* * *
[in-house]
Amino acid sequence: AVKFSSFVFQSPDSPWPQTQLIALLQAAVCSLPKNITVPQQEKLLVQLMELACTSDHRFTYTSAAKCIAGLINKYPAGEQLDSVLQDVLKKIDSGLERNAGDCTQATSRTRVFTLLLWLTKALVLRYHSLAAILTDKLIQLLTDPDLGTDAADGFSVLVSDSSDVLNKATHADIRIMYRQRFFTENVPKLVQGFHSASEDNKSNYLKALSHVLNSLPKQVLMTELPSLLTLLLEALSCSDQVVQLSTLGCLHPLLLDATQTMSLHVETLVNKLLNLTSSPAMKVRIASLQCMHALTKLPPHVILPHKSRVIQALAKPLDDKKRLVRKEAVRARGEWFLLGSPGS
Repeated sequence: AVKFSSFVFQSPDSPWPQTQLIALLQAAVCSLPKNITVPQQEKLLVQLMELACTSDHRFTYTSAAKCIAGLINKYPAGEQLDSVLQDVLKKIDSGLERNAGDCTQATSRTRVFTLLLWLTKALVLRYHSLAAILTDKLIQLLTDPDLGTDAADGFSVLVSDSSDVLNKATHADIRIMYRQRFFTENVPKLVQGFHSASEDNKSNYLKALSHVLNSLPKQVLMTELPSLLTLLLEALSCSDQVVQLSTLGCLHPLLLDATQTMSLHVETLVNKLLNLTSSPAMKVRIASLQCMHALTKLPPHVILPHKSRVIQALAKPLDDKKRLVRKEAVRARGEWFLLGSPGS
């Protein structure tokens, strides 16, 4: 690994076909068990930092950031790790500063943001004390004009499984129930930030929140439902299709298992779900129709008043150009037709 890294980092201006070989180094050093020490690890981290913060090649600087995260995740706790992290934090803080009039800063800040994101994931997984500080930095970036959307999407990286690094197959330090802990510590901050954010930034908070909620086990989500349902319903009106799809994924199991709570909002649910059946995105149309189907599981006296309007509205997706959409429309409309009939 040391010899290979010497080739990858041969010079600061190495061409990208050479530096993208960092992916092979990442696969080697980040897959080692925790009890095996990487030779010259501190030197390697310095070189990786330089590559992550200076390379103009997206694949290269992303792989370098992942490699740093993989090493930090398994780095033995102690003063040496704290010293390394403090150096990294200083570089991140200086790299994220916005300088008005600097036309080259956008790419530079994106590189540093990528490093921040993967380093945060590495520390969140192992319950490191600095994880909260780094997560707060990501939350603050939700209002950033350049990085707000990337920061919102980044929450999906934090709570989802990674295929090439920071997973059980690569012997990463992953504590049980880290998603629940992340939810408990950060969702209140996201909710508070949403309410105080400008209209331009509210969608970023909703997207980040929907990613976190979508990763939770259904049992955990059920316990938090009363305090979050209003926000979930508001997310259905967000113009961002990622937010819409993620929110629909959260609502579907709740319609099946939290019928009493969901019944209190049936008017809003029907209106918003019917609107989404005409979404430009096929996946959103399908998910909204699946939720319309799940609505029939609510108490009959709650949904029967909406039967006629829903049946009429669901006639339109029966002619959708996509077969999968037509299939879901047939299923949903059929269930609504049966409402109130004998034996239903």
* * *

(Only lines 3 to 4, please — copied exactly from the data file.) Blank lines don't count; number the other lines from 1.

Repeated sequence: AVKFSSFVFQSPDSPWPQTQLIALLQAAVCSLPKNITVPQQEKLLVQLMELACTSDHRFTYTSAAKCIAGLINKYPAGEQLDSVLQDVLKKIDSGLERNAGDCTQATSRTRVFTLLLWLTKALVLRYHSLAAILTDKLIQLLTDPDLGTDAADGFSVLVSDSSDVLNKATHADIRIMYRQRFFTENVPKLVQGFHSASEDNKSNYLKALSHVLNSLPKQVLMTELPSLLTLLLEALSCSDQVVQLSTLGCLHPLLLDATQTMSLHVETLVNKLLNLTSSPAMKVRIASLQCMHALTKLPPHVILPHKSRVIQALAKPLDDKKRLVRKEAVRARGEWFLLGSPGS
């Protein structure tokens, strides 16, 4: 690994076909068990930092950031790790500063943001004390004009499984129930930030929140439902299709298992779900129709008043150009037709 890294980092201006070989180094050093020490690890981290913060090649600087995260995740706790992290934090803080009039800063800040994101994931997984500080930095970036959307999407990286690094197959330090802990510590901050954010930034908070909620086990989500349902319903009106799809994924199991709570909002649910059946995105149309189907599981006296309007509205997706959409429309409309009939 040391010899290979010497080739990858041969010079600061190495061409990208050479530096993208960092992916092979990442696969080697980040897959080692925790009890095996990487030779010259501190030197390697310095070189990786330089590559992550200076390379103009997206694949290269992303792989370098992942490699740093993989090493930090398994780095033995102690003063040496704290010293390394403090150096990294200083570089991140200086790299994220916005300088008005600097036309080259956008790419530079994106590189540093990528490093921040993967380093945060590495520390969140192992319950490191600095994880909260780094997560707060990501939350603050939700209002950033350049990085707000990337920061919102980044929450999906934090709570989802990674295929090439920071997973059980690569012997990463992953504590049980880290998603629940992340939810408990950060969702209140996201909710508070949403309410105080400008209209331009509210969608970023909703997207980040929907990613976190979508990763939770259904049992955990059920316990938090009363305090979050209003926000979930508001997310259905967000113009961002990622937010819409993620929110629909959260609502579907709740319609099946939290019928009493969901019944209190049936008017809003029907209106918003019917609107989404005409979404430009096929996946959103399908998910909204699946939720319309799940609505029939609510108490009959709650949904029967909406039967006629829903049946009429669901006639339109029966002619959708996509077969999968037509299939879901047939299923949903059929269930609504049966409402109130004998034996239903």